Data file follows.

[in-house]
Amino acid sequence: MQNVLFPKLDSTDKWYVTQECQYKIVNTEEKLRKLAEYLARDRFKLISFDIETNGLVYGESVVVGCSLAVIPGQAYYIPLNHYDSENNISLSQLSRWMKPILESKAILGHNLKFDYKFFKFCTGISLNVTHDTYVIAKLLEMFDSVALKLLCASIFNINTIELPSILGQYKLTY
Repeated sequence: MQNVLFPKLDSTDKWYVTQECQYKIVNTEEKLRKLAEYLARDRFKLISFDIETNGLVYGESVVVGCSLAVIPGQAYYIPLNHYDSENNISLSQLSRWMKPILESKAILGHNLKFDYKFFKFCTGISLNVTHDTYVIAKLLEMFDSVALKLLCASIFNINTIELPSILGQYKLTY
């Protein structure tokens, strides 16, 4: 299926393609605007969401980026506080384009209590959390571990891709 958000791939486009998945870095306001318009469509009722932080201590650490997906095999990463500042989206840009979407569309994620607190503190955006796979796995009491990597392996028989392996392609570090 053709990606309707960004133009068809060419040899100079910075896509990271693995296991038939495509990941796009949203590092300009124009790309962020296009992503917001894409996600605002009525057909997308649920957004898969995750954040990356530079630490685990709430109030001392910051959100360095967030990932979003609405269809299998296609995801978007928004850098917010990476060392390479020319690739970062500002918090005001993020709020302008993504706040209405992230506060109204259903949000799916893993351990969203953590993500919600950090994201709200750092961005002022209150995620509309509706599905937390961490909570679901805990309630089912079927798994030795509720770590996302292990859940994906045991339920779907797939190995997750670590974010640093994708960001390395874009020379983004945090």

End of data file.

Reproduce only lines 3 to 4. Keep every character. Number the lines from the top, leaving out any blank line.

Repeated sequence: MQNVLFPKLDSTDKWYVTQECQYKIVNTEEKLRKLAEYLARDRFKLISFDIETNGLVYGESVVVGCSLAVIPGQAYYIPLNHYDSENNISLSQLSRWMKPILESKAILGHNLKFDYKFFKFCTGISLNVTHDTYVIAKLLEMFDSVALKLLCASIFNINTIELPSILGQYKLTY
């Protein structure tokens, strides 16, 4: 299926393609605007969401980026506080384009209590959390571990891709 958000791939486009998945870095306001318009469509009722932080201590650490997906095999990463500042989206840009979407569309994620607190503190955006796979796995009491990597392996028989392996392609570090 053709990606309707960004133009068809060419040899100079910075896509990271693995296991038939495509990941796009949203590092300009124009790309962020296009992503917001894409996600605002009525057909997308649920957004898969995750954040990356530079630490685990709430109030001392910051959100360095967030990932979003609405269809299998296609995801978007928004850098917010990476060392390479020319690739970062500002918090005001993020709020302008993504706040209405992230506060109204259903949000799916893993351990969203953590993500919600950090994201709200750092961005002022209150995620509309509706599905937390961490909570679901805990309630089912079927798994030795509720770590996302292990859940994906045991339920779907797939190995997750670590974010640093994708960001390395874009020379983004945090």